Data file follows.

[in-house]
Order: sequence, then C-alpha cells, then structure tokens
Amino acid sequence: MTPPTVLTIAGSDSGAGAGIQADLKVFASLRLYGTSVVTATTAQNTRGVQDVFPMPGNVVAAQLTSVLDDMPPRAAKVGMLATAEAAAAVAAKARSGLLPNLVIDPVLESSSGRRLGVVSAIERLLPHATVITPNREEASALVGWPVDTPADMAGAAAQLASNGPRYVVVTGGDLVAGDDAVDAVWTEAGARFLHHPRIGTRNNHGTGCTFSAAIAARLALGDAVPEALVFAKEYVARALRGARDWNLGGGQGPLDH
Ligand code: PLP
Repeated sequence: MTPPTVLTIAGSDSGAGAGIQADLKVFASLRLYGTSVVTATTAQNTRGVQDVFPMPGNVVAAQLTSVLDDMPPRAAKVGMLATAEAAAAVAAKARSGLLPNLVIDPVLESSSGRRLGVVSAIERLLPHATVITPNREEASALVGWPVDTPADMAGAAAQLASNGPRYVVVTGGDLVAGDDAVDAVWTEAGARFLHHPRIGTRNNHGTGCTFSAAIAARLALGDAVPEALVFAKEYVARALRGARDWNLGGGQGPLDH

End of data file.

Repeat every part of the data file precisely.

[in-house]
Order: sequence, then C-alpha cells, then structure tokens
Amino acid sequence: MTPPTVLTIAGSDSGAGAGIQADLKVFASLRLYGTSVVTATTAQNTRGVQDVFPMPGNVVAAQLTSVLDDMPPRAAKVGMLATAEAAAAVAAKARSGLLPNLVIDPVLESSSGRRLGVVSAIERLLPHATVITPNREEASALVGWPVDTPADMAGAAAQLASNGPRYVVVTGGDLVAGDDAVDAVWTEAGARFLHHPRIGTRNNHGTGCTFSAAIAARLALGDAVPEALVFAKEYVARALRGARDWNLGGGQGPLDH
Ligand code: PLP
Repeated sequence: MTPPTVLTIAGSDSGAGAGIQADLKVFASLRLYGTSVVTATTAQNTRGVQDVFPMPGNVVAAQLTSVLDDMPPRAAKVGMLATAEAAAAVAAKARSGLLPNLVIDPVLESSSGRRLGVVSAIERLLPHATVITPNREEASALVGWPVDTPADMAGAAAQLASNGPRYVVVTGGDLVAGDDAVDAVWTEAGARFLHHPRIGTRNNHGTGCTFSAAIAARLALGDAVPEALVFAKEYVARALRGARDWNLGGGQGPLDH